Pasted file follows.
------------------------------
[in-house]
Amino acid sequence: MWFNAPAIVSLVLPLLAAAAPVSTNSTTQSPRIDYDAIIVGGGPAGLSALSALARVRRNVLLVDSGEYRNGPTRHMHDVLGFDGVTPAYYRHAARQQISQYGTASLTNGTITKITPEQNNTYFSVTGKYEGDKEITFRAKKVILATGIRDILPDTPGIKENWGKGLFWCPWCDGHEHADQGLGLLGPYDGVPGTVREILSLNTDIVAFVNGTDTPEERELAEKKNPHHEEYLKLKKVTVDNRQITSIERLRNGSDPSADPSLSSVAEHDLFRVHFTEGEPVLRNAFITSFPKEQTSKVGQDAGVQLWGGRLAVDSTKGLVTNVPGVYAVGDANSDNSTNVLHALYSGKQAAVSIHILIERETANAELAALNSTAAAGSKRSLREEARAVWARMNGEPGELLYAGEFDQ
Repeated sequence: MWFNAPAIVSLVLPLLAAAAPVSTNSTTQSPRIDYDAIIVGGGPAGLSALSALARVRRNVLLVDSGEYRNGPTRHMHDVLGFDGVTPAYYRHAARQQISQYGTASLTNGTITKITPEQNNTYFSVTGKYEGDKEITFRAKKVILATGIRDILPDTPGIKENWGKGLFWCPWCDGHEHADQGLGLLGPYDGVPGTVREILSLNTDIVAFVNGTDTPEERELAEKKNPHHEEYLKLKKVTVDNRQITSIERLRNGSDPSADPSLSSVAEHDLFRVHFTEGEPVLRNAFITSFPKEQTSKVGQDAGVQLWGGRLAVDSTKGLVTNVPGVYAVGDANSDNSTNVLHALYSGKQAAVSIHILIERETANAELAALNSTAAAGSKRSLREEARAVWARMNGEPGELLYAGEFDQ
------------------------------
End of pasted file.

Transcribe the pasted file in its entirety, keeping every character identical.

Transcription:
[in-house]
Amino acid sequence: MWFNAPAIVSLVLPLLAAAAPVSTNSTTQSPRIDYDAIIVGGGPAGLSALSALARVRRNVLLVDSGEYRNGPTRHMHDVLGFDGVTPAYYRHAARQQISQYGTASLTNGTITKITPEQNNTYFSVTGKYEGDKEITFRAKKVILATGIRDILPDTPGIKENWGKGLFWCPWCDGHEHADQGLGLLGPYDGVPGTVREILSLNTDIVAFVNGTDTPEERELAEKKNPHHEEYLKLKKVTVDNRQITSIERLRNGSDPSADPSLSSVAEHDLFRVHFTEGEPVLRNAFITSFPKEQTSKVGQDAGVQLWGGRLAVDSTKGLVTNVPGVYAVGDANSDNSTNVLHALYSGKQAAVSIHILIERETANAELAALNSTAAAGSKRSLREEARAVWARMNGEPGELLYAGEFDQ
Repeated sequence: MWFNAPAIVSLVLPLLAAAAPVSTNSTTQSPRIDYDAIIVGGGPAGLSALSALARVRRNVLLVDSGEYRNGPTRHMHDVLGFDGVTPAYYRHAARQQISQYGTASLTNGTITKITPEQNNTYFSVTGKYEGDKEITFRAKKVILATGIRDILPDTPGIKENWGKGLFWCPWCDGHEHADQGLGLLGPYDGVPGTVREILSLNTDIVAFVNGTDTPEERELAEKKNPHHEEYLKLKKVTVDNRQITSIERLRNGSDPSADPSLSSVAEHDLFRVHFTEGEPVLRNAFITSFPKEQTSKVGQDAGVQLWGGRLAVDSTKGLVTNVPGVYAVGDANSDNSTNVLHALYSGKQAAVSIHILIERETANAELAALNSTAAAGSKRSLREEARAVWARMNGEPGELLYAGEFDQ